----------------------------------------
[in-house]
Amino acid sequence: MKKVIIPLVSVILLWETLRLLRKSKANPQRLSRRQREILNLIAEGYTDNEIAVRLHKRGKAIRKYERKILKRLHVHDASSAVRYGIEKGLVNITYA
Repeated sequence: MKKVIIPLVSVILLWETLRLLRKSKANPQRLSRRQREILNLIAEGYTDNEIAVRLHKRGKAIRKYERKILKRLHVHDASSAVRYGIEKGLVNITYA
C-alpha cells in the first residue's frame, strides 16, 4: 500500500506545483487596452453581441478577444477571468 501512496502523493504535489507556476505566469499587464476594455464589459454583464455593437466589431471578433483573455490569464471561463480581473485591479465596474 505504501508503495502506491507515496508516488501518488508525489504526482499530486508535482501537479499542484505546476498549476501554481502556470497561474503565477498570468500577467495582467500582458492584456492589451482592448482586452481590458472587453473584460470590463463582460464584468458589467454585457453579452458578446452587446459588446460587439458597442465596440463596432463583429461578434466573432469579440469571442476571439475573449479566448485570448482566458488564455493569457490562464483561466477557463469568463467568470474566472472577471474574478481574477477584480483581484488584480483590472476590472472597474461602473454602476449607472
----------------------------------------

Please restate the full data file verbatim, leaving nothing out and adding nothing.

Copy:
[in-house]
Amino acid sequence: MKKVIIPLVSVILLWETLRLLRKSKANPQRLSRRQREILNLIAEGYTDNEIAVRLHKRGKAIRKYERKILKRLHVHDASSAVRYGIEKGLVNITYA
Repeated sequence: MKKVIIPLVSVILLWETLRLLRKSKANPQRLSRRQREILNLIAEGYTDNEIAVRLHKRGKAIRKYERKILKRLHVHDASSAVRYGIEKGLVNITYA
C-alpha cells in the first residue's frame, strides 16, 4: 500500500506545483487596452453581441478577444477571468 501512496502523493504535489507556476505566469499587464476594455464589459454583464455593437466589431471578433483573455490569464471561463480581473485591479465596474 505504501508503495502506491507515496508516488501518488508525489504526482499530486508535482501537479499542484505546476498549476501554481502556470497561474503565477498570468500577467495582467500582458492584456492589451482592448482586452481590458472587453473584460470590463463582460464584468458589467454585457453579452458578446452587446459588446460587439458597442465596440463596432463583429461578434466573432469579440469571442476571439475573449479566448485570448482566458488564455493569457490562464483561466477557463469568463467568470474566472472577471474574478481574477477584480483581484488584480483590472476590472472597474461602473454602476449607472